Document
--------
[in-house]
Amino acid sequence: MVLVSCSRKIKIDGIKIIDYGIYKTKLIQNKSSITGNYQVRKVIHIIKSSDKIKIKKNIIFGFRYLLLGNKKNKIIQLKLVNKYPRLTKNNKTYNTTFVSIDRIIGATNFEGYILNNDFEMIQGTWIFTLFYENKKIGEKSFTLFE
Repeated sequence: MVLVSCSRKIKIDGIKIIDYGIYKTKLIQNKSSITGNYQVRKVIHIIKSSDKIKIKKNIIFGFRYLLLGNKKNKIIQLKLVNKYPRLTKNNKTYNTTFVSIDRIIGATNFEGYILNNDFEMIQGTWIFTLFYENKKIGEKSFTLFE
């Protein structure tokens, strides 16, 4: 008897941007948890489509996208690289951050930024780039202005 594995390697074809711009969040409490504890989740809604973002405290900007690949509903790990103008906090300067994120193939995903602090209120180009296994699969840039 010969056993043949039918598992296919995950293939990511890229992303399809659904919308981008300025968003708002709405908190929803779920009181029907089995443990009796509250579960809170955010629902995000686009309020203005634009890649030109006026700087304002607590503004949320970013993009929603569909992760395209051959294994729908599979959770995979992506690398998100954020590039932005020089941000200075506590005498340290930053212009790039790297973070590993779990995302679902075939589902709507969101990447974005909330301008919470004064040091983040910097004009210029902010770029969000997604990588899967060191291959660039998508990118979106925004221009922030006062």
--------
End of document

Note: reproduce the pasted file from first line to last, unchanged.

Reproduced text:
[in-house]
Amino acid sequence: MVLVSCSRKIKIDGIKIIDYGIYKTKLIQNKSSITGNYQVRKVIHIIKSSDKIKIKKNIIFGFRYLLLGNKKNKIIQLKLVNKYPRLTKNNKTYNTTFVSIDRIIGATNFEGYILNNDFEMIQGTWIFTLFYENKKIGEKSFTLFE
Repeated sequence: MVLVSCSRKIKIDGIKIIDYGIYKTKLIQNKSSITGNYQVRKVIHIIKSSDKIKIKKNIIFGFRYLLLGNKKNKIIQLKLVNKYPRLTKNNKTYNTTFVSIDRIIGATNFEGYILNNDFEMIQGTWIFTLFYENKKIGEKSFTLFE
């Protein structure tokens, strides 16, 4: 008897941007948890489509996208690289951050930024780039202005 594995390697074809711009969040409490504890989740809604973002405290900007690949509903790990103008906090300067994120193939995903602090209120180009296994699969840039 010969056993043949039918598992296919995950293939990511890229992303399809659904919308981008300025968003708002709405908190929803779920009181029907089995443990009796509250579960809170955010629902995000686009309020203005634009890649030109006026700087304002607590503004949320970013993009929603569909992760395209051959294994729908599979959770995979992506690398998100954020590039932005020089941000200075506590005498340290930053212009790039790297973070590993779990995302679902075939589902709507969101990447974005909330301008919470004064040091983040910097004009210029902010770029969000997604990588899967060191291959660039998508990118979106925004221009922030006062």